(COLLEGE STATION, TX) — Bita Kash, M.B.A., F.A.C.H.E., the first Ph.D. student in the health services research program at the Texas A&M Health Science Center School of Rural Public Health, recently defended her dissertation on “Nursing home spending, staffing, and turnover.”

“It is very exciting for me as well as for the SRPH,” said Ms. Kash on being the school’s first Ph.D. candidate. “It seems like everyone is excited about this.”

Before coming to the HSC-SRPH, Ms. Kash was a management consultant in Texas. One of her clients was a nonprofit retirement system.

When starting the Ph.D. program, she knew from Day One that “my area of research had to do with making nursing homes better places to work and live.” She added she was lucky to have two faculty members who conduct long-term care research in Drs. Catherine Hawes, Ph.D., and Charles Phillips, Ph.D., M.P.H., considered among the country’s leading researchers in their field.

Ms. Kash’s dissertation research examined the effects of nursing home spending on staffing levels and turnover; clarified the relationship between staffing levels and turnover rates; and identified characteristics of facilities that over-report staffing levels in the online survey and certification reporting system. She found solutions to staffing and turnover should focus on more effective management practices; staff turnover is a predictor of registered nurse and certified nurse assistance staffing levels; staffing levels of licensed vocational nurses is dependent on market factors; and certain types of facilities over-report their staffing levels, which has an effect on consumer information and regulatory activities.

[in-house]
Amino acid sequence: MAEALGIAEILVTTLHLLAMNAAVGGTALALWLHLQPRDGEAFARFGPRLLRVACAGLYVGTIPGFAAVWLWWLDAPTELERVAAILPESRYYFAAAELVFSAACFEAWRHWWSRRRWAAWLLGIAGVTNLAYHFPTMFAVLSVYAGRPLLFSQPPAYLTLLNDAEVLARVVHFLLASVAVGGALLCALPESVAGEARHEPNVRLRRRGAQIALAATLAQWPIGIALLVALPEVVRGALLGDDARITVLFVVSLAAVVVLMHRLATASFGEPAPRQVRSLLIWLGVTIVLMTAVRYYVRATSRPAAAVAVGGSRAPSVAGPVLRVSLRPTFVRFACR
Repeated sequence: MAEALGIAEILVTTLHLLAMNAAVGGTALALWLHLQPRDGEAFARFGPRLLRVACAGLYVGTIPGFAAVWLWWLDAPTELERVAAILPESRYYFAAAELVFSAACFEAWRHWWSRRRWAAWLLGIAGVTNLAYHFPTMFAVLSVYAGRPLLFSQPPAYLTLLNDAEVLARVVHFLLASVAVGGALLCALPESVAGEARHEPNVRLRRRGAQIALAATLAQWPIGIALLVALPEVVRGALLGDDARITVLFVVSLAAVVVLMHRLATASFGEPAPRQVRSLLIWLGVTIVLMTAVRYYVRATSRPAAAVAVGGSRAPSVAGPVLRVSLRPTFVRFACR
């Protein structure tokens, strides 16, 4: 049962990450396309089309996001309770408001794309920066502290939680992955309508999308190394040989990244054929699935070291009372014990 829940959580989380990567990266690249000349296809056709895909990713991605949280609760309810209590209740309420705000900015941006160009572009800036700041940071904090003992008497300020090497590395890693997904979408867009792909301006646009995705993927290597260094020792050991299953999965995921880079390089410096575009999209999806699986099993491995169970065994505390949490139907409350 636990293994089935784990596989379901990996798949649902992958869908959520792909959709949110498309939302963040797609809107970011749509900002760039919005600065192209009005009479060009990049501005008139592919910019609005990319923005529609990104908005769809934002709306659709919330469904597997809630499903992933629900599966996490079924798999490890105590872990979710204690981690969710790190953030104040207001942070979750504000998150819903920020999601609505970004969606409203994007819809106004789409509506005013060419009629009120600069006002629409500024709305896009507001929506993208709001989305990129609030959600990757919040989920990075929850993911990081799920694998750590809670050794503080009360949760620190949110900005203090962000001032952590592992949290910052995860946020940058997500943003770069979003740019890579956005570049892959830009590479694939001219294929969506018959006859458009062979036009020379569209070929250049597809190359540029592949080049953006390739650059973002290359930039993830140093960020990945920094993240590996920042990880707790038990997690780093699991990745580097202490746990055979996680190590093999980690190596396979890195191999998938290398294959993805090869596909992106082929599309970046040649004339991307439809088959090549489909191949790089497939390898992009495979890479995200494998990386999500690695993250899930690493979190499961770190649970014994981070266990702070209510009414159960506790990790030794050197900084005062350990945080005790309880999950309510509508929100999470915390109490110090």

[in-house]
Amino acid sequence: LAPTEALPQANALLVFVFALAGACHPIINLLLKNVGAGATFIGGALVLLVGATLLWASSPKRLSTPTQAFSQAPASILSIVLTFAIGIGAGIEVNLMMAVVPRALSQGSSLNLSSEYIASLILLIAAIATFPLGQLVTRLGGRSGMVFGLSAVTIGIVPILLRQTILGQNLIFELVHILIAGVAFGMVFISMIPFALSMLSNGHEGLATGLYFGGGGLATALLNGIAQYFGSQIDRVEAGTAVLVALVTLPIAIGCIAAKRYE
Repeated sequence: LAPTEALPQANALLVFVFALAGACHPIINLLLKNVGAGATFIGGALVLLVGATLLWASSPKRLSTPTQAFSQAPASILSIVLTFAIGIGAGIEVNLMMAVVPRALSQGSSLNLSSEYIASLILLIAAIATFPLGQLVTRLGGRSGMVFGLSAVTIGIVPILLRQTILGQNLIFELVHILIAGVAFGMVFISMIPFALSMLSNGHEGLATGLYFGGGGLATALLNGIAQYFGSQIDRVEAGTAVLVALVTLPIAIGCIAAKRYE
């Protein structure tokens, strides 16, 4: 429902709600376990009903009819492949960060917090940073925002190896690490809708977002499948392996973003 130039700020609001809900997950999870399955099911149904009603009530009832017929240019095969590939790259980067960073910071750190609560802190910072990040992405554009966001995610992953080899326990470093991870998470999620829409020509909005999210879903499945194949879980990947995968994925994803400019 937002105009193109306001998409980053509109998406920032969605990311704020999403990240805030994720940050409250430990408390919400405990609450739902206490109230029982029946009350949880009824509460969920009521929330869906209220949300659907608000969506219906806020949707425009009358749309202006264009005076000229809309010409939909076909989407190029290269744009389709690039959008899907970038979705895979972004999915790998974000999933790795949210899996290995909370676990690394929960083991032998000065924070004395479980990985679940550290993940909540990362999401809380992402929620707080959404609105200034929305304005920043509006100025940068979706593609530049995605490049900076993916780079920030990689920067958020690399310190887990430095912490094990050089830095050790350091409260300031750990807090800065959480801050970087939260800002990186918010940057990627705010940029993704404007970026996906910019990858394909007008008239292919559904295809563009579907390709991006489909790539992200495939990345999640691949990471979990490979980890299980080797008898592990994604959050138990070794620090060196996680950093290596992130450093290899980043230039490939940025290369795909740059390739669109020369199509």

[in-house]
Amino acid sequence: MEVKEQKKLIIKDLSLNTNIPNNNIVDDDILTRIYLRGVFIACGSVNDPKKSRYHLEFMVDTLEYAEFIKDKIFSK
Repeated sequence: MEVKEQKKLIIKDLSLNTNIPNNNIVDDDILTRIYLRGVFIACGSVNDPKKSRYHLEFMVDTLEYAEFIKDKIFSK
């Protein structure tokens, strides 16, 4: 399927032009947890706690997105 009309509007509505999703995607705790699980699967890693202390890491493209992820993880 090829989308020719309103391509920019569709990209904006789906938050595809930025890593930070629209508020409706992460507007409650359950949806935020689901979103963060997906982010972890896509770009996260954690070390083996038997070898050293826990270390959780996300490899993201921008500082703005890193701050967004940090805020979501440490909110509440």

“This is an exciting time for the School of Rural Public Health, and we are particularly pleased that soon-to-be Dr. Bita Kash is the first graduate of the school’s doctoral program in health services research,” said Ken McLeroy, Ph.D., associate dean for Academic Affairs at the HSC-SRPH.

“Ms. Kash is setting a high standard for future Ph.D. and Dr.P.H. students in the school, and her work on nursing home staffing and turnover is exemplary. We look forward to her future contributions to both health services research and to public health.”

The Texas A&M Health Science Center provides the state with health education, outreach and research. Its six components located in communities throughout Texas are Baylor College of Dentistry, the College of Medicine, the Graduate School of Biomedical Sciences, the Institute of Biosciences and Technology, the Irma Lerma Rangel College of Pharmacy, and the School of Rural Public Health.

— Rae Lynn Mitchell